Though the definition of humanity is often tied to expressions of individuality, Killua demonstrates that unconditional loyalty is not something inherently reflective of an inhuman nature. And it’s through this shared belief in unconditional expressions of loyalty and love that the ants and humans find common ground – it is this absolute dedication to the cause of their friends that causes Youpi to leave his opponents alive. “Unconditional love” is a loyalty born of something inherently human, a bridge that unites these two species and fosters a common respect. They see something of themselves in another, and you can’t reflect on yourself without somehow changing in the process.
Change is another key variable in Chimera Ant – I can’t think of another work where so much diverse character growth is so integral to the narrative itself. Which makes sense, as the arc’s “antagonists” are a species in a continuous state of evolution. Pitou shifts from a character whose only joy is diversion to one who cares deeply about their leader’s growing empathy. Youpi develops an entire personality and value system over the course of his sparring with Knuckle and the other Hunters. Shoot finds self-confidence, a reason to live, and a reason to die. Killua ends up with his role in his most important friendship reversed, and has to become far stronger and more empathetic than he thought possible. One of the great solaces of Chimera Ant is the truth that people change – they can grow, evolve, become more than themselves through circumstance. We cause each other tremendous pain, but our friction makes us better than we were. We all change each other.
Unfortunately, like all good things in Chimera Ant, this happy fact has its negative counterpart. The ways we affect each other can be a force for terrible change as well, and the consequences of this are centrally expressed through the mirrored character arcs of Meruem and Gon.
Gon is Hunter x Hunter’s Shounen Hero. Upbeat, headstrong, immensely loyal to his friends. For most of the series’ length, his passion lends strength to those around him – even as far as halfway through Chimera Ant, Killua remarks that “Gon is the light” raising him up. But by the end of Chimera Ant, all the variables that defined him have turned against him – fundamentally shaken by the loss of his mentor Kite, he ends up revealing how even the best intentions can sour if taken to their extremes. His optimism becomes an inability to accept death. His confidence ends up narrowing possible futures to the only thing he cares about, the only reality he can accept. And his loyalty becomes obsession – an overpowering need to save Kite that drives him away from everyone else who cares about him. By the time he realizes Kite is never coming back, he has become an instrument with a single purpose, and even the visual aesthetic of his final episode reflects this – as a former array of possibilities narrows to one, the color is bled from his world, till all that remains is black, white, and the red of anger, of blood. Our ability to instill value in others and our capacity for change can make monsters of even the best of us.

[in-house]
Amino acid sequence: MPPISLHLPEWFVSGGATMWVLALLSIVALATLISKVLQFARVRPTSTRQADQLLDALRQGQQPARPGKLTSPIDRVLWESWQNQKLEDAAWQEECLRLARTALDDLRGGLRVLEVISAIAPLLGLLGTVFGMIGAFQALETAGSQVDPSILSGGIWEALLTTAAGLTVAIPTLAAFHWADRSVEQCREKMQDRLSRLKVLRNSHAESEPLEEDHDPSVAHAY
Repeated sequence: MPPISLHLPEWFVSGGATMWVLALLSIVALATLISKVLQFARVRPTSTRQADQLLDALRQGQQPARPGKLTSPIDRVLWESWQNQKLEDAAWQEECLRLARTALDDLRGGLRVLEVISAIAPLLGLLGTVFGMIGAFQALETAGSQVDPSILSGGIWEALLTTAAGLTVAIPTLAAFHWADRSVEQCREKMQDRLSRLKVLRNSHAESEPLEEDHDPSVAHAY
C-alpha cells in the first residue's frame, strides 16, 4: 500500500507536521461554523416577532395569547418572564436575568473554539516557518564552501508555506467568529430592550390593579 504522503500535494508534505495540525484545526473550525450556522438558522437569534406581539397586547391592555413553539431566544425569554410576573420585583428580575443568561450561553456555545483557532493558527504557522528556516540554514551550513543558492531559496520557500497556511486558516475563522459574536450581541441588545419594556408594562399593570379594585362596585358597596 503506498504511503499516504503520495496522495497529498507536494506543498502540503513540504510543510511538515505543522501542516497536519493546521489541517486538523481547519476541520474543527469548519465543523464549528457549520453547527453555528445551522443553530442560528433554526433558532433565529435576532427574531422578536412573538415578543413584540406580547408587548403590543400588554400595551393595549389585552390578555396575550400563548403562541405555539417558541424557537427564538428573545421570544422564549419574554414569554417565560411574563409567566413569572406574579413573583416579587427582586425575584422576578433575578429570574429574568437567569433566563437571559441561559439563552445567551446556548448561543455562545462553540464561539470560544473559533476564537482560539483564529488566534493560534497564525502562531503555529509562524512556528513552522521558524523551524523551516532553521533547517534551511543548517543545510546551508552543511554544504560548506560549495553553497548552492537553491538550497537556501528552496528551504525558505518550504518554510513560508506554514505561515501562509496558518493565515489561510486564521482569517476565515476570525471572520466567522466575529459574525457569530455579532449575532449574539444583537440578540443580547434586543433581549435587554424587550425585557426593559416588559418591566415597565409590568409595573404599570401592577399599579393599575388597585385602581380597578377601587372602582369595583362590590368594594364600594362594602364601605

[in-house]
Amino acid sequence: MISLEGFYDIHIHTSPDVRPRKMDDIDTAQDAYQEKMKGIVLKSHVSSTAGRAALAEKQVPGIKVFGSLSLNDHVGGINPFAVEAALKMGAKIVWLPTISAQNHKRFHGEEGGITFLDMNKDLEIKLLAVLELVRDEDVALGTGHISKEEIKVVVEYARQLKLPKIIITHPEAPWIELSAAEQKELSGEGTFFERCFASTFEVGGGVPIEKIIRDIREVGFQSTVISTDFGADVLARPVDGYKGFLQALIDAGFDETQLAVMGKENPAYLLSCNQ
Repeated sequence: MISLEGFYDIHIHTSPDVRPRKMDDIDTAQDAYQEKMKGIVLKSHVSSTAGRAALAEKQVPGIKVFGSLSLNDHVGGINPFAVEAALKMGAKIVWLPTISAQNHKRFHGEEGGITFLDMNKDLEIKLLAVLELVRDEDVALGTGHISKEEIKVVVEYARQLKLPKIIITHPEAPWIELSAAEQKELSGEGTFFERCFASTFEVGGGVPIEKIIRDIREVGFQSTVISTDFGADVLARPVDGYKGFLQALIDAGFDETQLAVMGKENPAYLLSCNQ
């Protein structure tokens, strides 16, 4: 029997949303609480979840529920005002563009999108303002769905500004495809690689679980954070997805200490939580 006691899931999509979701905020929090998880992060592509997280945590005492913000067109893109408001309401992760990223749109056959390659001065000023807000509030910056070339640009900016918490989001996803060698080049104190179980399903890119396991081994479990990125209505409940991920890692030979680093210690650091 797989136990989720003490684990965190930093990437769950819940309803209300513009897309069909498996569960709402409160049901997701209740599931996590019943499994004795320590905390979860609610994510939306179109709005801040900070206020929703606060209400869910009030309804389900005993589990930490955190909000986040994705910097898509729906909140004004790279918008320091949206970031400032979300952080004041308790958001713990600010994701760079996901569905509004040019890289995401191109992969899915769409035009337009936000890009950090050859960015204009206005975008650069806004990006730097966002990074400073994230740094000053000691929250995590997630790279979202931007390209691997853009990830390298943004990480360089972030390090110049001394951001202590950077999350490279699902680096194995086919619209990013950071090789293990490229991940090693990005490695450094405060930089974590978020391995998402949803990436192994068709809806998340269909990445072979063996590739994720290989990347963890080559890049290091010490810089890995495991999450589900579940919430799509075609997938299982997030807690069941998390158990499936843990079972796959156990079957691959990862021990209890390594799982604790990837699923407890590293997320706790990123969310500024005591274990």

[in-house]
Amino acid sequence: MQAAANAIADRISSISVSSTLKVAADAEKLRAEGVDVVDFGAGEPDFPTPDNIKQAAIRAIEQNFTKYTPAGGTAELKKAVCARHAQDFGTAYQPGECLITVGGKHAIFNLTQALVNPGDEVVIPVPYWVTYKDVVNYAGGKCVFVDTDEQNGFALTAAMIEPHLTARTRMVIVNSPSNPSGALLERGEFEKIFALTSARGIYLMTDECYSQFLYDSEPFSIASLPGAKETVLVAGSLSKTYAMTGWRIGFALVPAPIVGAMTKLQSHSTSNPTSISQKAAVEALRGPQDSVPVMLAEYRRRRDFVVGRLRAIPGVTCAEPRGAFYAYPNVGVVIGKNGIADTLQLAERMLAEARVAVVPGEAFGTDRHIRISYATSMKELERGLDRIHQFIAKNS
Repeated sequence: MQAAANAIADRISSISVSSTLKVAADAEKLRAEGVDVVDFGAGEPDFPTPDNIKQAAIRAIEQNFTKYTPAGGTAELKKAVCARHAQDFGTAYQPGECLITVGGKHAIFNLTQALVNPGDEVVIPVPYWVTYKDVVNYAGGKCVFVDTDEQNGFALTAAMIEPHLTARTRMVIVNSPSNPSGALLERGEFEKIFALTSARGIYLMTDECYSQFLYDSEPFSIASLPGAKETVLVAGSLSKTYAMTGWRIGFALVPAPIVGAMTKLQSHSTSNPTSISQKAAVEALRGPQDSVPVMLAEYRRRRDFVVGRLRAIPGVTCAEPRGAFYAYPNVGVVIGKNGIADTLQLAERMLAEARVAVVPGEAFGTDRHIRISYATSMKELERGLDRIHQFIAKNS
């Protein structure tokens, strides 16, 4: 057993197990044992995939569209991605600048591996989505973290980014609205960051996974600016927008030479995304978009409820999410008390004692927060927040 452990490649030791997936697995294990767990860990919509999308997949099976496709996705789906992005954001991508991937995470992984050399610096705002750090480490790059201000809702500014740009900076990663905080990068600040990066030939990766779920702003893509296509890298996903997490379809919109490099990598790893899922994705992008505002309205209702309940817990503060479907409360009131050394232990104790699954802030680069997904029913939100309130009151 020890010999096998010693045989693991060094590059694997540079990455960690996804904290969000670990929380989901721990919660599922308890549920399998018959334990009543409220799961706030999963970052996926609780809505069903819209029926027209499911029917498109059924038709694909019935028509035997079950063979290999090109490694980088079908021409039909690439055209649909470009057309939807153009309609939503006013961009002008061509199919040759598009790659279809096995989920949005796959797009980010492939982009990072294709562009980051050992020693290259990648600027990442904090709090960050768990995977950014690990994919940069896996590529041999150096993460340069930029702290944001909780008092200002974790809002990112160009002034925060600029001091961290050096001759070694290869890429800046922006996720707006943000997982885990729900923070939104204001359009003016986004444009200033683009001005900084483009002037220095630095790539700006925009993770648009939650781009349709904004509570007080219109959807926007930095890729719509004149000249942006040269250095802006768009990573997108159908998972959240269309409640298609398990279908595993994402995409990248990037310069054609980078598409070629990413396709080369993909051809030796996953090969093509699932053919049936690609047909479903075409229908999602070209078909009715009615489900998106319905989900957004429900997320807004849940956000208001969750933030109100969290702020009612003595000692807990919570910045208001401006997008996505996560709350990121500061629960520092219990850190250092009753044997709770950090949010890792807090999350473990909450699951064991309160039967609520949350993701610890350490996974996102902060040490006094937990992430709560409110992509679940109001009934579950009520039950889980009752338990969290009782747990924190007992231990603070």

But just as Gon’s obsession makes him lose his “humanity,” the changes taking place in the Chimera Ant King form the greatest human triumph of the arc. The King begins his life as just that – The King, a being designed to rule over all others. His actual name is not important – all that is truly necessary is his title, because his identity is a reflection of his ability to exert power on others. He has trouble remembering any names, because they are clearly an unimportant form of identification. People have uses, people have differing degrees of strength, but individual identities? To a true ant, born to either serve the greater good or act as its arbiter, such things are meaningless. Fortunately, the strongest of ants are born of the strongest of human beings. And people change.
The King’s relationship with Komugi represents the central optimism of Chimera Ant – it is its saving grace. Dozens of named characters die in the arc, along with tens of thousands of nameless innocents. But at the center of all that senseless bloodshed, the one creature dictating the future of the ants ends up becoming too human to survive. His games with Komugi dismantle his strength-focused philosophy piece by piece. How can he say he is the “strongest” if a physically helpless girl can always defeat him? What does it mean that he enjoys being defeated, enjoys the challenge even if it doesn’t result in him impressing his will on the world? If that’s the only thing he enjoys, then what is the good of power after all? How can you measure “strength” if his attempts to impress fear on the girl backfire immediately, because her mental resolve is stronger than his own? And how can someone who possesses such strength still be so weak, so “inferior,” so willing to be obsequious and never exert her own will on the world?
Komugi “defeats” the King – what an army of Hunters could not do by expressing their will through strength, she does by expressing her identity through fragility. She demonstrates to him that people are not so simple as that – that you cannot measure them on one axis, and that they can provide value to each other in countless meaningful ways. Through Komugi’s actions, the King learns he is not happy to simply be The King – he does not want his identity to be solely an expression of his strength, because the person he cherishes is more than that, and he wants to be so too. It is through Komugi’s presence that The King becomes Meruem, a living representation of humanity’s power to change, evolve, and become more than itself.